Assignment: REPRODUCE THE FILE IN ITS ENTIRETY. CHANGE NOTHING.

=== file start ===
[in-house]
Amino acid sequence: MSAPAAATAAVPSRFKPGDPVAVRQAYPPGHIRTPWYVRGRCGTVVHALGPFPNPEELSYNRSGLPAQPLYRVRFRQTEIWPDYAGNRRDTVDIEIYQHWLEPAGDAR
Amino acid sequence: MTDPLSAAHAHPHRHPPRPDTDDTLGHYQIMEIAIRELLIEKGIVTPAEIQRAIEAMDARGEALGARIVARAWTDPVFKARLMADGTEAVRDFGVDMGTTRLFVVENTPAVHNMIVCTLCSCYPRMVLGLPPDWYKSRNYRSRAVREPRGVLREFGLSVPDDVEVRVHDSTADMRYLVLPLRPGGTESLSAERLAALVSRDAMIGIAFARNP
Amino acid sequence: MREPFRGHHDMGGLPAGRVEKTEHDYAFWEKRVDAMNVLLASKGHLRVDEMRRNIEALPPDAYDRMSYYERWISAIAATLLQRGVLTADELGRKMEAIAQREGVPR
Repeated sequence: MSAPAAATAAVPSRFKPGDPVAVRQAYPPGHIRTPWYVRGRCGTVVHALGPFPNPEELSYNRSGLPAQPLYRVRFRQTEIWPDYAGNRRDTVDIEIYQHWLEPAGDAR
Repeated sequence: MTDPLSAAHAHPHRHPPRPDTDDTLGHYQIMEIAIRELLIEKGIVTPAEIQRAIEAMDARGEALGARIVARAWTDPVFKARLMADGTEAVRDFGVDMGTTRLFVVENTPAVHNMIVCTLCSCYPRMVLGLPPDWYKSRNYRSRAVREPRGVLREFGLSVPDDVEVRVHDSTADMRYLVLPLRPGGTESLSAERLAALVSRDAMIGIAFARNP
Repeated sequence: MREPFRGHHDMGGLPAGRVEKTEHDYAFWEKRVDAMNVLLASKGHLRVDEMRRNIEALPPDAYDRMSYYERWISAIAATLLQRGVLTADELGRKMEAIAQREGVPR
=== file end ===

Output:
[in-house]
Amino acid sequence: MSAPAAATAAVPSRFKPGDPVAVRQAYPPGHIRTPWYVRGRCGTVVHALGPFPNPEELSYNRSGLPAQPLYRVRFRQTEIWPDYAGNRRDTVDIEIYQHWLEPAGDAR
Amino acid sequence: MTDPLSAAHAHPHRHPPRPDTDDTLGHYQIMEIAIRELLIEKGIVTPAEIQRAIEAMDARGEALGARIVARAWTDPVFKARLMADGTEAVRDFGVDMGTTRLFVVENTPAVHNMIVCTLCSCYPRMVLGLPPDWYKSRNYRSRAVREPRGVLREFGLSVPDDVEVRVHDSTADMRYLVLPLRPGGTESLSAERLAALVSRDAMIGIAFARNP
Amino acid sequence: MREPFRGHHDMGGLPAGRVEKTEHDYAFWEKRVDAMNVLLASKGHLRVDEMRRNIEALPPDAYDRMSYYERWISAIAATLLQRGVLTADELGRKMEAIAQREGVPR
Repeated sequence: MSAPAAATAAVPSRFKPGDPVAVRQAYPPGHIRTPWYVRGRCGTVVHALGPFPNPEELSYNRSGLPAQPLYRVRFRQTEIWPDYAGNRRDTVDIEIYQHWLEPAGDAR
Repeated sequence: MTDPLSAAHAHPHRHPPRPDTDDTLGHYQIMEIAIRELLIEKGIVTPAEIQRAIEAMDARGEALGARIVARAWTDPVFKARLMADGTEAVRDFGVDMGTTRLFVVENTPAVHNMIVCTLCSCYPRMVLGLPPDWYKSRNYRSRAVREPRGVLREFGLSVPDDVEVRVHDSTADMRYLVLPLRPGGTESLSAERLAALVSRDAMIGIAFARNP
Repeated sequence: MREPFRGHHDMGGLPAGRVEKTEHDYAFWEKRVDAMNVLLASKGHLRVDEMRRNIEALPPDAYDRMSYYERWISAIAATLLQRGVLTADELGRKMEAIAQREGVPR